Today, we revealed a deeper collaboration between Unity and Autodesk. As part of this, we announced a new Shotgun Software, an Autodesk company, integration template coming early next year, which will empower creators in media and entertainment with better production management workflows.
Artistic innovation in filmmaking has enabled artists to express their talents in new styles and mediums, from creating huge worlds to perfecting art at the pixel level, frame by frame. However, maintaining quality while also iterating and remaining flexible can often require major investments in assets, team sizes, and ever-increasing render times. Thus, complex and efficient pipelines have become necessary to keep the production rolling while ensuring the highest quality. Whether you’re working on an episodic series or short film, Unity cares very deeply about your success — and that’s why we’re pleased to share details of the work we’re doing to integrate Shotgun with Unity.
What is Shotgun?
Shotgun is a production management, review, and collaboration tool for animation and VFX teams of all sizes. It consists of a cloud-based database back-end, a web front-end, and desktop and mobile tools to manage your production and assets. Because of Shotgun’s integration with many DCC tools (Houdini, Photoshop, Nuke, Autodesk Maya, Autodesk 3ds Max, and others), it provides a connection to data pipelines that can drastically improve workflows.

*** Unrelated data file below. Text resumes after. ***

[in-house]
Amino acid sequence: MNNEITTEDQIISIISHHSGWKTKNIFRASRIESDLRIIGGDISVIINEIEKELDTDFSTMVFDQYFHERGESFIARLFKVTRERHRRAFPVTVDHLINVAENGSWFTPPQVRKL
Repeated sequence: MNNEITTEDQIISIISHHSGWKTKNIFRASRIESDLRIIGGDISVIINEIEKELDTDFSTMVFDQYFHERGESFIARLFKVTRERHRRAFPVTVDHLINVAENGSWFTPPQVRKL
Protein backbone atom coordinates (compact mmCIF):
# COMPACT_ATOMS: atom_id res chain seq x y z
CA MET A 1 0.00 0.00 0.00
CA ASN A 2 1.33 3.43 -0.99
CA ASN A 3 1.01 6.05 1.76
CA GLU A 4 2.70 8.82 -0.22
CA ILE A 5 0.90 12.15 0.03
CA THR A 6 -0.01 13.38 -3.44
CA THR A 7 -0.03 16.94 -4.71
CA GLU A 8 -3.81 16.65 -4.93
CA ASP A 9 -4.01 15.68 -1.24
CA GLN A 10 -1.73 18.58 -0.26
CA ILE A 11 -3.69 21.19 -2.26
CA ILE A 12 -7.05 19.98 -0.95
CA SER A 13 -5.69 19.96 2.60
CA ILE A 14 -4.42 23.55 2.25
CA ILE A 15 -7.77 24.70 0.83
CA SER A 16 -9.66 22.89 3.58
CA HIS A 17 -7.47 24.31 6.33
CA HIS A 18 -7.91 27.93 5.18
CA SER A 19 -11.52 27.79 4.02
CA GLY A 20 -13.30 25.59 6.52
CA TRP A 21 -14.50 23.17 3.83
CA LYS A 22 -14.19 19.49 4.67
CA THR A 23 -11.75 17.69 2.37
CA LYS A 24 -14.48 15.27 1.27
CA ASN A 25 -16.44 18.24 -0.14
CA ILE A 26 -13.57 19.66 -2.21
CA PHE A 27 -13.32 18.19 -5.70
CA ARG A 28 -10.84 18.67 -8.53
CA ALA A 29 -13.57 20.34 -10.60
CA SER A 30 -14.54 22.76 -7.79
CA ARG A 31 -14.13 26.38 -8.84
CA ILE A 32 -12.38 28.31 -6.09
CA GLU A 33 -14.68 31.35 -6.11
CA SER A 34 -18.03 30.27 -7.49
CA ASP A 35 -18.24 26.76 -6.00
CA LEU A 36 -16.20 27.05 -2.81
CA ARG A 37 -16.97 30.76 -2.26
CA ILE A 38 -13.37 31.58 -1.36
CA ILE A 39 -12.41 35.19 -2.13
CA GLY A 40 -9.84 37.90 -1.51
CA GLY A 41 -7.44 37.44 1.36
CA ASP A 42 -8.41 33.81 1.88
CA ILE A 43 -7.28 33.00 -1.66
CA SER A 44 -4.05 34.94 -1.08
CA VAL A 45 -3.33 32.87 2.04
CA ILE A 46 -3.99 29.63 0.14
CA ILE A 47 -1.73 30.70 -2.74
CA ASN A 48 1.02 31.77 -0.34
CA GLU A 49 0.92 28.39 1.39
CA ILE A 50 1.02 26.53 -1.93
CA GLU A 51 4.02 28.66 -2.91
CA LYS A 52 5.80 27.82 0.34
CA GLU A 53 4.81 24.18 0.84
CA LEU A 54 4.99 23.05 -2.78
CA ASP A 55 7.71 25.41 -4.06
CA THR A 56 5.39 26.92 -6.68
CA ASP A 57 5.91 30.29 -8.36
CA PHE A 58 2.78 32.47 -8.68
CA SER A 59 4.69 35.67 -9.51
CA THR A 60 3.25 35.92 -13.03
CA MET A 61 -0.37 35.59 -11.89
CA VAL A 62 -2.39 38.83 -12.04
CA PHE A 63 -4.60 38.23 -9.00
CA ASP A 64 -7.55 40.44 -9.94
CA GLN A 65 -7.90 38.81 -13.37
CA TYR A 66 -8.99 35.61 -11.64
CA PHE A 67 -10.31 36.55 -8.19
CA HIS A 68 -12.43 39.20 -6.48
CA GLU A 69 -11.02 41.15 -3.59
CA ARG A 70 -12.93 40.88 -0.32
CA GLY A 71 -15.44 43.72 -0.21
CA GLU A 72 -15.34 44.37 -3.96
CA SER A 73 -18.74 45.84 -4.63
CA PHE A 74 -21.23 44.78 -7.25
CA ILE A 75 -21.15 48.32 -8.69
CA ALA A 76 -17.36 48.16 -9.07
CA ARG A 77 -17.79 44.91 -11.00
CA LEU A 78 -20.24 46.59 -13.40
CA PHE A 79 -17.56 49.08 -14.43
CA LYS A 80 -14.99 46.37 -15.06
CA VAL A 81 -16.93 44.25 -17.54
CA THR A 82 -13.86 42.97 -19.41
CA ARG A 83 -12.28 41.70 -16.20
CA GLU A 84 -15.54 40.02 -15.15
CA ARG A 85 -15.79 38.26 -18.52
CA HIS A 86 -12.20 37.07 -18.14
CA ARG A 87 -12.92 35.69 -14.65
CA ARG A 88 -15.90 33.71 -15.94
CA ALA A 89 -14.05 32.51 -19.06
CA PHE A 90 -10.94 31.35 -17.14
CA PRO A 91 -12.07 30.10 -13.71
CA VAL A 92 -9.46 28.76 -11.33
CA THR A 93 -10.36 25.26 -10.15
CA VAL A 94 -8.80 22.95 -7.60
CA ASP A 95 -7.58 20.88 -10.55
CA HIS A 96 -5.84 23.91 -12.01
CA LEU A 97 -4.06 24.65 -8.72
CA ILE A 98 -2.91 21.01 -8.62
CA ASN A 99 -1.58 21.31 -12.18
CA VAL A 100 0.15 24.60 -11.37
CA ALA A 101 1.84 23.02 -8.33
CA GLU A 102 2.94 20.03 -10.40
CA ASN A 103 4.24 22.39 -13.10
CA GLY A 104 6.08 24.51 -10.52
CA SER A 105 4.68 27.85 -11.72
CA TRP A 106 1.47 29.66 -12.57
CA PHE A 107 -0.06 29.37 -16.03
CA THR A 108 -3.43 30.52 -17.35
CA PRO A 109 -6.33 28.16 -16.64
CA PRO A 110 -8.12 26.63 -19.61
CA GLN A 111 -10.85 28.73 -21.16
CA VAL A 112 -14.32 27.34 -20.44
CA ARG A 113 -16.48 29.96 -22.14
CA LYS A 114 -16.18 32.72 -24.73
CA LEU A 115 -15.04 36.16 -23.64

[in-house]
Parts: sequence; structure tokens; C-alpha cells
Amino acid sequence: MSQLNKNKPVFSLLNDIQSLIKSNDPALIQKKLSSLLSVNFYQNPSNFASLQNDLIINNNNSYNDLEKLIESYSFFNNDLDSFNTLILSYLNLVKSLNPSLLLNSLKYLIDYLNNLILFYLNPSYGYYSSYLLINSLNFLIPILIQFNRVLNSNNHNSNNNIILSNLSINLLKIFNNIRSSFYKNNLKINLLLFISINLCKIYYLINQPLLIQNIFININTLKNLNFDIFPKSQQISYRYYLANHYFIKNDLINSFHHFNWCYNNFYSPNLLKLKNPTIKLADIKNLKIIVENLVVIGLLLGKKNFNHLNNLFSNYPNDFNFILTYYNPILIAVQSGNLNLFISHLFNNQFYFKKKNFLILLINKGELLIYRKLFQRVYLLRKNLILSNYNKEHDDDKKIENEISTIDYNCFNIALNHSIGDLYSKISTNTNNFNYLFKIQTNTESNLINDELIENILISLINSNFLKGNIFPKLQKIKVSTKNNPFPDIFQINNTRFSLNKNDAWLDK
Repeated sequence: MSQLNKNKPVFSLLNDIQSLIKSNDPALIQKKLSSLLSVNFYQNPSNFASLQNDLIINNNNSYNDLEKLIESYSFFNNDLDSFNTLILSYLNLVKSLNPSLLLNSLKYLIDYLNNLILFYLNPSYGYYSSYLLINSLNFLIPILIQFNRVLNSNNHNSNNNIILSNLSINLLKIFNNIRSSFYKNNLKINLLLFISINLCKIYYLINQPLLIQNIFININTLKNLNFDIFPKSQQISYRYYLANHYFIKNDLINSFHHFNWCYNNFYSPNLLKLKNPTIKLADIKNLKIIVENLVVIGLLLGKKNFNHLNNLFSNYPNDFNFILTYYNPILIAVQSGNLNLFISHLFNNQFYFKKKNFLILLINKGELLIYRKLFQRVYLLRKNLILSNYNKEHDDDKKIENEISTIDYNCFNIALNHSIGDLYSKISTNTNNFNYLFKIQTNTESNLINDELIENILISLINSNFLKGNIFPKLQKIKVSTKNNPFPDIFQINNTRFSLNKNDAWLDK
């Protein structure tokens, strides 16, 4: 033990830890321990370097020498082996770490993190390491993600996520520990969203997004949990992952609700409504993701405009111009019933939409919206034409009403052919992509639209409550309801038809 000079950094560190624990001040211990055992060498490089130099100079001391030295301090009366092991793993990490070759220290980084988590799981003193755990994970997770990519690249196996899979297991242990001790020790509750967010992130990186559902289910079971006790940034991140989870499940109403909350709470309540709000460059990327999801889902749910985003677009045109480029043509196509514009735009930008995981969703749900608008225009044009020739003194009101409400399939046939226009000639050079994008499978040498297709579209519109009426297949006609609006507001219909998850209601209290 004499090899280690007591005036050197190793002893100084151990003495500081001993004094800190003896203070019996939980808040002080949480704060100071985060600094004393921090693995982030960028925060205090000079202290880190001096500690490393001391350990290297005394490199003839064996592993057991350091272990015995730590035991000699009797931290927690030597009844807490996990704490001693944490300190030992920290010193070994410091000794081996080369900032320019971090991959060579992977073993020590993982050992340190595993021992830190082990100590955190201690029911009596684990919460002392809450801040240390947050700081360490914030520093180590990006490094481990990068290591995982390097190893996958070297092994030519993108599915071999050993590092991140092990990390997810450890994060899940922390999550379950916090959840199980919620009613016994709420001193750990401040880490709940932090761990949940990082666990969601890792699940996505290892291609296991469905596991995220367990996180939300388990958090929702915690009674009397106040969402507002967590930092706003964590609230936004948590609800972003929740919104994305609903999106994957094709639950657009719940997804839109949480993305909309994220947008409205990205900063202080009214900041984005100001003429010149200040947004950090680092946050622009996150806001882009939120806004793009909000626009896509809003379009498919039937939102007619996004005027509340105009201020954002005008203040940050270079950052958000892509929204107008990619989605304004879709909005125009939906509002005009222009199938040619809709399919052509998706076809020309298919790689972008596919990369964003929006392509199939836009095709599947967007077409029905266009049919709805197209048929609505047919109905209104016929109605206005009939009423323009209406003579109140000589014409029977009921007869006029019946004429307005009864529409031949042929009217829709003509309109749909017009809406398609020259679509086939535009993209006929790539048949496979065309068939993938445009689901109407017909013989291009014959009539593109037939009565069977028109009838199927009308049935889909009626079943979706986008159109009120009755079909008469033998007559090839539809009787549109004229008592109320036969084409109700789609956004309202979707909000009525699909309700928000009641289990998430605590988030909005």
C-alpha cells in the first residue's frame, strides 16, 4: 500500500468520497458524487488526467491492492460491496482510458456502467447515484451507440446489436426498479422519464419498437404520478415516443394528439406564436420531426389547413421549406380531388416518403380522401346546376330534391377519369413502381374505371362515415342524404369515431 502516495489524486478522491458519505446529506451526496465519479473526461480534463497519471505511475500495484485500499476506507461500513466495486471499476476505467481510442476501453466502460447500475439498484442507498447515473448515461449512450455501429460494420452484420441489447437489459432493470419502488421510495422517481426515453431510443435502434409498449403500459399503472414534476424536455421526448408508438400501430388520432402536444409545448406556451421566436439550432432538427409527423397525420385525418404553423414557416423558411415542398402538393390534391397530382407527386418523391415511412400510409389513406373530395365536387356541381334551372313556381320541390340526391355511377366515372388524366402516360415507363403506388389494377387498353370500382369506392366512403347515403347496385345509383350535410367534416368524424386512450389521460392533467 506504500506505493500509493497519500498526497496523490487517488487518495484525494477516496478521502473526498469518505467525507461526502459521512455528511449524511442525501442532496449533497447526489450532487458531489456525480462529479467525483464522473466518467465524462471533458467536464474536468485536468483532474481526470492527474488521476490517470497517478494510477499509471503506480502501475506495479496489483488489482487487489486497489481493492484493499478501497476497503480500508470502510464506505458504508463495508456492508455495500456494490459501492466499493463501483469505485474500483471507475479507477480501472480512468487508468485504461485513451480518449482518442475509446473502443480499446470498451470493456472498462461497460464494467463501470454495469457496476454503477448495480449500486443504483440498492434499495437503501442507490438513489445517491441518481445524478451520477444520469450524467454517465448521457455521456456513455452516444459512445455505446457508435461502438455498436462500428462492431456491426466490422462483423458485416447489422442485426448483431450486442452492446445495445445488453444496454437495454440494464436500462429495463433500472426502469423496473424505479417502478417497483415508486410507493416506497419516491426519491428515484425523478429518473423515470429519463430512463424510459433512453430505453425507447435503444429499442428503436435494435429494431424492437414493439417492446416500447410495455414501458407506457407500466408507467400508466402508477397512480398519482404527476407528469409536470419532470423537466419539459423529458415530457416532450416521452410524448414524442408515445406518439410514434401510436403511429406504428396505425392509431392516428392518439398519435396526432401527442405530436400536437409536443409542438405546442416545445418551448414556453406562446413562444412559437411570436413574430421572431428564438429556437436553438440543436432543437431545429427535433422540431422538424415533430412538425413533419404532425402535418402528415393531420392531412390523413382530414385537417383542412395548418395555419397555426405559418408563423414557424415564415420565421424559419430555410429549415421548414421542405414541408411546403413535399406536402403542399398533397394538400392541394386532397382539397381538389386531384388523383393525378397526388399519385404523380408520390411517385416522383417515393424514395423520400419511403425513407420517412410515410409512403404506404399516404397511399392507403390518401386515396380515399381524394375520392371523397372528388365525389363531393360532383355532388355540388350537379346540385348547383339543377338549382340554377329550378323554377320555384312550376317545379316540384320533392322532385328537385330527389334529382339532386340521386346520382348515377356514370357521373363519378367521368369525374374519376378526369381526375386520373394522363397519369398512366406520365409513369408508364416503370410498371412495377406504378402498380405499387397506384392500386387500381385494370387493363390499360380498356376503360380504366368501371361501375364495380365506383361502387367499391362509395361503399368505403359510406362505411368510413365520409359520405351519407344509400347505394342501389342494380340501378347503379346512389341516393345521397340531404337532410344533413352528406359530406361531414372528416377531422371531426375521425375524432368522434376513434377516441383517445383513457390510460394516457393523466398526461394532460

Unity and Shotgun
Below is a sample integration of Shotgun’s Toolkit with Unity. This video is a work-in-progress demonstration of our upcoming Shotgun template. (Assets shown are from the new Unity Film Sample Project).
First, we launch the Unity project directly from the Shotgun Desktop.
Inside Unity, the new Shotgun menu provides an entry point for common workflows, like accessing your assigned tasks from the Shotgun Panel. (This particular layout task requires adding some boulders to the scene.)
Next, we jump directly to Shotgun to view the storyboard in the browser.
Back in Unity, we update the task status.
Then we load the rocks using the Shotgun Loader app, place them in the scene, and see how they look in context when we scrub the timeline.
Lastly, we render out the final frames with Unity’s Recorder, which has an option to automatically publish the render to Shotgun. We’ll take a quick screenshot for use as a thumbnail, then publish our recording to Shotgun using the Shotgun Publish app.
Once the new version is published to Shotgun, it’s available for other team members to review, just like any other content. For example, when the layout supervisor requests some sharper rocks, the task is tracked as the modeling department makes the requested changes to the boulder asset.
Unity leverages the same interface Shotgun Toolkit provides in Maya, and because the workflow is the same, artists will be up and running within minutes.
The Asset loader in Maya (top) and Unity (bottom).
Once the rocks look sharp, they are published. Back in Unity, the familiar Shotgun Scene Breakdown shows assets in the project that require updating. A few clicks and the boulders are refreshed to the latest version.
Over the coming months, we will continue developing this sample integration so technical directors and teams can begin customizing their real-time workflows with Unity in early 2019.
Learn more about real-time filmmaking and Unity for film and animation, as well as find a recap of our Film and Animation Summit, where we celebrated the award-winning pioneers who are using Unity’s real-time workflow to tell beautiful stories. Creators ready to dig in today can download our Film Sample Project to experiment with linear storytelling tools, and professionals in animation can request a consultation or check out our new Unity for Animation Training Workshops for more customized, hands-on learning.
Find out how Unity and Autodesk are collaborating to improve workflows across the gaming, film, automotive and AEC (architecture, engineering, construction) industries.